Kindergarten coping

Next week, the day that every parent dreams for and every child dreads for three months will finally arrive. The first day of school.

When I was younger, I always dreaded the first day of school. There was really no particular reason for it other than the fact that summer was coming to an end and gone were my late nights of playing video games and watching horror movies. For much of my teenage years, I was never what one would call a morning person. I would reluctantly drag myself out of bed and, like the shambling terrors of the movies I watched, shuffle into school.

My son, who will be starting kindergarten this year, is the complete opposite of what I remember being. The day after preschool was over, Jareth was ready to start kindergarten. All throughout the summer, he woke up everyday asking if he was going to start school.

It’s entirely possible that I was like this myself when I was younger, but I just don’t remember it. I do have to say that I am very happy to see such a love of learning from my little one. Right now, much of what he tells us are facts about Pokemon, but he’s just as interested in dinosaurs and living animals. Any time we go to the library, his first stop isn’t the “easy” section. Instead, he heads to the junior non-fiction section.

Each visit, the subject of his search changes. Sometimes it’s insects and others it’s lizards and amphibians. We, as the readers of these books, are subjected to a week or two of reading facts to him that he will then memorize and recite back to us long after we’ve forgotten about what we read. 

As a parent, I am excited for Jareth to start school. I honestly believe he will do well because he does have this love of learning, but I also have my struggles as we approach this day. Right now, my son has a lot of friends.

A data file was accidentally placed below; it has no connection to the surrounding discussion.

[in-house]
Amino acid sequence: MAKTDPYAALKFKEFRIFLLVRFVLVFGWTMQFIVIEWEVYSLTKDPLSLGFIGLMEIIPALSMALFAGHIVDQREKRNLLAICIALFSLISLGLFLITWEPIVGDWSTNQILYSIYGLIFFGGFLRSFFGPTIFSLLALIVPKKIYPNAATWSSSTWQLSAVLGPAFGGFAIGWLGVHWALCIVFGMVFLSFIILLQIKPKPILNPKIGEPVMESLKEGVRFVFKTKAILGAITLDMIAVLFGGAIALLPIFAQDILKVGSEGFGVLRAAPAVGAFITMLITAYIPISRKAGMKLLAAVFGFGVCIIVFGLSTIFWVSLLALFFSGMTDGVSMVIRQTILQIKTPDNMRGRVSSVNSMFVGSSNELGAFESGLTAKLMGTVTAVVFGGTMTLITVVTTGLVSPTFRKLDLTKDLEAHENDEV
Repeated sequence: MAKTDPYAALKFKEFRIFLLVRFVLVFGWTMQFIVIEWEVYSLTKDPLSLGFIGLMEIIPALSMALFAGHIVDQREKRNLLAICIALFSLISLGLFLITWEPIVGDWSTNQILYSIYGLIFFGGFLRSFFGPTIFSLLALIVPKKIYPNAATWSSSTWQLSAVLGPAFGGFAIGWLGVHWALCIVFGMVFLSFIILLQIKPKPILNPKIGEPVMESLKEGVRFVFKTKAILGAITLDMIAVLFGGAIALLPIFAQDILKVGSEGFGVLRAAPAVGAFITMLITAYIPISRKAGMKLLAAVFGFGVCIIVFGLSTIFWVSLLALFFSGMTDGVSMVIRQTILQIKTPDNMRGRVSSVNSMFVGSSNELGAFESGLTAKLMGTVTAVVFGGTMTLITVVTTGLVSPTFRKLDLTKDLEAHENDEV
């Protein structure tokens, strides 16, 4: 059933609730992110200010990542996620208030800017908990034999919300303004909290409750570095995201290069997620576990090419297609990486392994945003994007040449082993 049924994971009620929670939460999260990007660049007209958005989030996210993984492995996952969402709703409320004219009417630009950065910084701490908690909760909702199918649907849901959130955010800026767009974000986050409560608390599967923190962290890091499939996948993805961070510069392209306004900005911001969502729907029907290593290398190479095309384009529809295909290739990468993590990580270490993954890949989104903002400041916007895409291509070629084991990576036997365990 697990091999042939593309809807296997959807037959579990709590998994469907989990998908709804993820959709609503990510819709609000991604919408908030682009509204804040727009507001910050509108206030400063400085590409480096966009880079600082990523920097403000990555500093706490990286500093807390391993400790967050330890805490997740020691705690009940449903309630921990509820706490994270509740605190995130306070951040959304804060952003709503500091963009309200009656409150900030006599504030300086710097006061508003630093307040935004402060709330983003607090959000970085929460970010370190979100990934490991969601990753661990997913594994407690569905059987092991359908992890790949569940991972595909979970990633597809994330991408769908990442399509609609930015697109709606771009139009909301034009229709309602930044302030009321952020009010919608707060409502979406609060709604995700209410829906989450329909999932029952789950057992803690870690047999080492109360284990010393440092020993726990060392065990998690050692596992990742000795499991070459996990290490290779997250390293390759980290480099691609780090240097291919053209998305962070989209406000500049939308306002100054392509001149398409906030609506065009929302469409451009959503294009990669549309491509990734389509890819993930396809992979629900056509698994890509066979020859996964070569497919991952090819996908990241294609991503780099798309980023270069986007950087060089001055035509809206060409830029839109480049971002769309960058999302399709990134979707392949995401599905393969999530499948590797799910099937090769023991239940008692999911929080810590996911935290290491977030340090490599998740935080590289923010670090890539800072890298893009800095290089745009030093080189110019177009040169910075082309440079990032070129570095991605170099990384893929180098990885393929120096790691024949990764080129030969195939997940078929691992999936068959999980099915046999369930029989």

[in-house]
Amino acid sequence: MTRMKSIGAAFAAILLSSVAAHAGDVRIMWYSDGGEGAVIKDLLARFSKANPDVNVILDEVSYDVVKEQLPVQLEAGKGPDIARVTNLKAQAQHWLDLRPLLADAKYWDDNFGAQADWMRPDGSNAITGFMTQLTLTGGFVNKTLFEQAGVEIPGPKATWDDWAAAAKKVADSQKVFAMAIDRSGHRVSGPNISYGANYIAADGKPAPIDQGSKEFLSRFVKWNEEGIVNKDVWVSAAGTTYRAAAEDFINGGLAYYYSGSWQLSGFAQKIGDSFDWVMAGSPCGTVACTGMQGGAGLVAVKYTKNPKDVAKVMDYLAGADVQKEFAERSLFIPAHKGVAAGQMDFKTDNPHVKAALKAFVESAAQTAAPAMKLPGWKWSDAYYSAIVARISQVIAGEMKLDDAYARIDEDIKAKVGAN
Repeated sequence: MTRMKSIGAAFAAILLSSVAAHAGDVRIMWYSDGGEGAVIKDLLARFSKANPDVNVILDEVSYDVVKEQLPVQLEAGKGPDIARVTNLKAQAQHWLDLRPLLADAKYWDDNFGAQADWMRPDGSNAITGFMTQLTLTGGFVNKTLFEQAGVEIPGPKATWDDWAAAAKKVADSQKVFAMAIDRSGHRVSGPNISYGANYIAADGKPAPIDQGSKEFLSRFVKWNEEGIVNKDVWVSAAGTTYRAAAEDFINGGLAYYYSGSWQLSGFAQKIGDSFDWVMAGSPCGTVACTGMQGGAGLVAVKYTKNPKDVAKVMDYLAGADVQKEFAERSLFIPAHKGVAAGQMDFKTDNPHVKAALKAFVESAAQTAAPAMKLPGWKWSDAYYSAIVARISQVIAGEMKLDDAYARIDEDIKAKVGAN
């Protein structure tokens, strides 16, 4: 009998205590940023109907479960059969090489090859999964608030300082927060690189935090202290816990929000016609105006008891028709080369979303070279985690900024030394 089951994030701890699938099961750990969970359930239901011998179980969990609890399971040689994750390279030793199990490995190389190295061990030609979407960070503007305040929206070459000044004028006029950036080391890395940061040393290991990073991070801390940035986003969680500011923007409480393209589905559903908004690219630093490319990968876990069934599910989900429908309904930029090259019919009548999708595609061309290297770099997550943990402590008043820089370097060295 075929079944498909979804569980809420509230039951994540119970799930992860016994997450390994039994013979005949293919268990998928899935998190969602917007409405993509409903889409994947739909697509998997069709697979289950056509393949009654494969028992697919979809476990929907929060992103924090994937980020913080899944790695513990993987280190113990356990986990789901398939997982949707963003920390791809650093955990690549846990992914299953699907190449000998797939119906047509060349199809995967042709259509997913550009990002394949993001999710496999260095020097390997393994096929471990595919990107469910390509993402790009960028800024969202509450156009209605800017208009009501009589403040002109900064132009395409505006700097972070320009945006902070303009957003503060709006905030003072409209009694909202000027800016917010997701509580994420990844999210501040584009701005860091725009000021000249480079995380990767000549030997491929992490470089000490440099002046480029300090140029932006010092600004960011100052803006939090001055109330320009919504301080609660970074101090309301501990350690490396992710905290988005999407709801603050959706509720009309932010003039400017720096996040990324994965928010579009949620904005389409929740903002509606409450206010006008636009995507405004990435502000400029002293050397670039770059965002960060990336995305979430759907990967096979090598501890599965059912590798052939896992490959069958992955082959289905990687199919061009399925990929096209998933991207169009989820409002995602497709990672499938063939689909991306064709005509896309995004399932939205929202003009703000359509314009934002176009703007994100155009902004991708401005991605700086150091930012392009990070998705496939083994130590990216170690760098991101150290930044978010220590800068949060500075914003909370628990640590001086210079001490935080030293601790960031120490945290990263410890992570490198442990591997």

We were told by his preschool teacher that he would greet every student that came into class after he had been dropped off. When we went to the “Bingo for Babies” event held at the Bear Trap earlier this year, all of his classmates yelled out his name in excitement when they saw him.

This is what you want for your child. They don’t have to be popular, but you want them to be accepted.

Jareth has a very vivid imagination, as do many of his friends, and I don’t want him to lose that. While he will go through school learning even more facts to recite to us, I hope that he will also be able to retain the creativity that currently allows him to pretend to hunt monsters, catch Pokemon and interact with dinosaurs.

I sometimes find myself worrying if that creativity, along with his giving nature, will make him a target for others as he grows up. With some of the children he calls friends, I doubt that it will be easy for him to become a target, but a parent always worries.

As I’m writing this, the first day of school is a week away. My wife, Telitha, and I have often talked about this day and I have been the strong one in that conversation. While she laments that the little bundle of joy we brought home five years ago is growing up, I remind her that it is all part of the process and that we will be okay. 

Now that kindergarten is literally a week away, I’m starting to freak out a little bit.

As the last school year came to an end, I joked around with some of the other parents that we would need to start a “kindergarten support group” for us parents who weren’t quite ready for our children to go to the “big school.” It’s much less of a joke now. I feel like I might actually need it.

So, if you’re the parent of an Encampment student and you drop off your kid on the first day of school, you might just see a rather large person who has been reduced to tears. That will more than likely be me. Just know that I welcome any words of encouragement.


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